BrightSource: Challenges and Prospects for a Concentrated Solar Power Plant

BrightSource: Challenges and Prospects for a Concentrated Solar Power Plant

By
Donald Kennedy, Debra Schifrin
2013|Case No.P84| Length 24 pgs.

The case presents the challenges confronting BrightSource, a company building a commercial-scale concentrated solar power plant in California in 2013: 1) environmentalists wanted to protect a threatened species at the site of the new plant, 2) competing solar power technology had become much cheaper in recent years, and 3) the company had been unable to get investors for its new thermal storage technology, which could be a game changer for the industry.
When BrightSource was in the planning stages of Ivanpah, a 400-megawatt solar power plant in the Mojave Desert, the company encountered opposition from environmentalists because the federal land specifically set aside for the facility was also the habitat of the desert tortoise, a threatened species under the Endangered Species Act. While solar energy was a positive step toward increasing renewable energy resources, and Ivanpah would power 140,000 homes during peak hours, local environmentalists were equally concerned about the survival of the desert tortoise. The case describes the steps BrightSource took to respond to the concerns raised by the environmentalists and build the plant, addressing both climate change and protecting local habitats.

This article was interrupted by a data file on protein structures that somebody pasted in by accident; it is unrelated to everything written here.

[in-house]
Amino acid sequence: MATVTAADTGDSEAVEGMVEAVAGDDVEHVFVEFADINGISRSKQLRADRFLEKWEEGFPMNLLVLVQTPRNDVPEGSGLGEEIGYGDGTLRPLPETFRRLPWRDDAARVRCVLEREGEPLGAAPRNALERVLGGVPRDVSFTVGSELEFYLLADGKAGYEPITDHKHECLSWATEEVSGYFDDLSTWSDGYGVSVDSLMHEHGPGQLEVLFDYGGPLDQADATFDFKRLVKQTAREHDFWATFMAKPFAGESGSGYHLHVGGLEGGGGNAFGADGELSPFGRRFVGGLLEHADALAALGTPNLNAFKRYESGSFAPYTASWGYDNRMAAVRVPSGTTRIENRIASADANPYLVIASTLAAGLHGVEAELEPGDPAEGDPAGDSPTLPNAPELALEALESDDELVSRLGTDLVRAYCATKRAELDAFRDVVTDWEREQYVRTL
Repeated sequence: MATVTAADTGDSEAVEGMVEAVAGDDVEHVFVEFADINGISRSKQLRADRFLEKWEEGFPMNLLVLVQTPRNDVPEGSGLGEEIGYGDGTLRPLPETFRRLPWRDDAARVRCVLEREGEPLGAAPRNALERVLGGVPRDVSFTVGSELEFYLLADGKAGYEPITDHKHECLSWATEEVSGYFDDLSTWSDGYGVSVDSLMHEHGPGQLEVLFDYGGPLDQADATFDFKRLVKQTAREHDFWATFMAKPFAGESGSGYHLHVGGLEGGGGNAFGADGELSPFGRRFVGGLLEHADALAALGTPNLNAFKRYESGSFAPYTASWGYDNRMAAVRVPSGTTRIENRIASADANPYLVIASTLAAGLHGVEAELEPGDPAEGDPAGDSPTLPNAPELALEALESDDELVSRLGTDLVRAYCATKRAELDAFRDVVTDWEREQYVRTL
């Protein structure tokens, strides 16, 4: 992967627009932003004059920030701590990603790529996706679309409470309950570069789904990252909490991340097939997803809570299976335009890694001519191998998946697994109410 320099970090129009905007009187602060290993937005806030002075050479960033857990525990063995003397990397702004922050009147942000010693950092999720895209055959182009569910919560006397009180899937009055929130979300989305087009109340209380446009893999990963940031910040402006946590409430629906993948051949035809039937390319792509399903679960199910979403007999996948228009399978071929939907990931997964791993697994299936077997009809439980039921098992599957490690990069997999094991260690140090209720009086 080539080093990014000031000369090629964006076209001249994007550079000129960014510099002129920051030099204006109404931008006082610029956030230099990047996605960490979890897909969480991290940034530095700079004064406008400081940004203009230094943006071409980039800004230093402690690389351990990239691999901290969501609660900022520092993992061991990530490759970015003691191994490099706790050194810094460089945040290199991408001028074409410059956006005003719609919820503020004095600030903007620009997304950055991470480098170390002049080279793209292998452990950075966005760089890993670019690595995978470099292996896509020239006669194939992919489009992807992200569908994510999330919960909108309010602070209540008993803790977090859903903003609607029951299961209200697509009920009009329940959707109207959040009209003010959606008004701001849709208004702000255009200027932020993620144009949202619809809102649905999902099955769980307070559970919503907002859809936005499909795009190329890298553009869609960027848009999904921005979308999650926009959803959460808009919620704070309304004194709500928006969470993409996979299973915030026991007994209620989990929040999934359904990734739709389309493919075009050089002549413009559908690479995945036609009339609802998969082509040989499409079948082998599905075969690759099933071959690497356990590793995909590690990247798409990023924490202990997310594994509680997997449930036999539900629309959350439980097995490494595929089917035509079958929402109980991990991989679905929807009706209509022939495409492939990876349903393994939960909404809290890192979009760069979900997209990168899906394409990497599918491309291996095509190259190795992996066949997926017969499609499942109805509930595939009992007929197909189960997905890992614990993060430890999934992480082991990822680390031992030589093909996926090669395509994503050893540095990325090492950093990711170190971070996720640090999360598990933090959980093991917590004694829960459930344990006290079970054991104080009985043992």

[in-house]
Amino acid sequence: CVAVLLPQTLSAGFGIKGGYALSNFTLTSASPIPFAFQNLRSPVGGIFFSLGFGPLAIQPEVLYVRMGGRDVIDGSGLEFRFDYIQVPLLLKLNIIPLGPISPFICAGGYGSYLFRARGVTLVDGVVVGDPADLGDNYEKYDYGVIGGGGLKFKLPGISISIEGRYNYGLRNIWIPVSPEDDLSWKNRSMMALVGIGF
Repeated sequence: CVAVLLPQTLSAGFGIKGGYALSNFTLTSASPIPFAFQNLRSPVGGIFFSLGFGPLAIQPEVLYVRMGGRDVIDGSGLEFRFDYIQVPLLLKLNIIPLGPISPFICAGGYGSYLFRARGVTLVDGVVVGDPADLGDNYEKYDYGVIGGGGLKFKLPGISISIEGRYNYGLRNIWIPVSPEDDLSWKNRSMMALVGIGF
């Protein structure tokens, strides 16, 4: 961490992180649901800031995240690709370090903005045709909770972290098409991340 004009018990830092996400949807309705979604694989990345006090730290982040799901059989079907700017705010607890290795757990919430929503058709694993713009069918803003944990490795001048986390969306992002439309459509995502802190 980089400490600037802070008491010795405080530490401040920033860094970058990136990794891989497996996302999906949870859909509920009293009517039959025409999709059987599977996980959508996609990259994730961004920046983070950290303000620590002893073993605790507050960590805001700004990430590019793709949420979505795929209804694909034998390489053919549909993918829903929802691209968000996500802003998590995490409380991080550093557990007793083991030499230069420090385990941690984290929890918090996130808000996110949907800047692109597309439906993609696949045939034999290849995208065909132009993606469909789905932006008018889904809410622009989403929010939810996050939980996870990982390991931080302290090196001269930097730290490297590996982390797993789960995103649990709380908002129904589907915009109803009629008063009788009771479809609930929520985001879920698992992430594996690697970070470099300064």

Company management also faced challenges from the changing economics of generating solar power due to developments in competing systems and technologies. Students are asked to consider whether the technology that BrightSource is using, Concentrated Solar Power (CSP), is the right choice for the future of the industry, given that the cost of competitors’ technology, Photovoltaics (PV), had dropped dramatically in the previous few years. BrightSource also had a new thermal storage technology that would allow it to provide electricity on cloudy days, thereby significantly increasing output and the profitability of future power plants, but investors so far had not come on board, citing the risk and expense of the building out the technology.

Learning Objective

The dual objectives of the case are: 1) teach students about the expected and unexpected financial, environmental, and technological challenges that can arise for a renewable energy company building a commercial-scale facility, and 2) teach students about the evolving economics and technologies of the solar energy sector. The goal is for students to be able to design a multi-year strategic plan for BrightSource as it moves into 2014, and make informed predictions about what the solar energy sector will look like in 5, 10 and 20 years.

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